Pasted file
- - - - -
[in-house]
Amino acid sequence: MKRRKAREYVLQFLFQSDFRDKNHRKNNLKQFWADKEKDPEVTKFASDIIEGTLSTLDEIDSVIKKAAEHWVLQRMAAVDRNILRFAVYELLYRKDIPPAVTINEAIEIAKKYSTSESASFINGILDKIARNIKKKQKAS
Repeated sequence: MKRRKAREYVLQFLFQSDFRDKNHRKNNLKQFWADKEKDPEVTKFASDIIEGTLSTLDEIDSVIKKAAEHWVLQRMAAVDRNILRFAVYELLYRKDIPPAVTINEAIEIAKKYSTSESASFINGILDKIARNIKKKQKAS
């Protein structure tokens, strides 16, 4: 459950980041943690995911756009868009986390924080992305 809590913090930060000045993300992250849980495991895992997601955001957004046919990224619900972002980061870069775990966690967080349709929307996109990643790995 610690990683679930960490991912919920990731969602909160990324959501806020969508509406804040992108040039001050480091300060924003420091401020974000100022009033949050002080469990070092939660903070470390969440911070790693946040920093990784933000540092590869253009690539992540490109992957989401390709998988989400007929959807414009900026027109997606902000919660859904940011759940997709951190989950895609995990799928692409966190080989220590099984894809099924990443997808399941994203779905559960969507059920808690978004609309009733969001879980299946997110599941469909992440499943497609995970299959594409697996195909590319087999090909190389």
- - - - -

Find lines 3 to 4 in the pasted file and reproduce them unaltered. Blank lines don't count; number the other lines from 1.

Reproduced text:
Repeated sequence: MKRRKAREYVLQFLFQSDFRDKNHRKNNLKQFWADKEKDPEVTKFASDIIEGTLSTLDEIDSVIKKAAEHWVLQRMAAVDRNILRFAVYELLYRKDIPPAVTINEAIEIAKKYSTSESASFINGILDKIARNIKKKQKAS
């Protein structure tokens, strides 16, 4: 459950980041943690995911756009868009986390924080992305 809590913090930060000045993300992250849980495991895992997601955001957004046919990224619900972002980061870069775990966690967080349709929307996109990643790995 610690990683679930960490991912919920990731969602909160990324959501806020969508509406804040992108040039001050480091300060924003420091401020974000100022009033949050002080469990070092939660903070470390969440911070790693946040920093990784933000540092590869253009690539992540490109992957989401390709998988989400007929959807414009900026027109997606902000919660859904940011759940997709951190989950895609995990799928692409966190080989220590099984894809099924990443997808399941994203779905559960969507059920808690978004609309009733969001879980299946997110599941469909992440499943497609995970299959594409697996195909590319087999090909190389």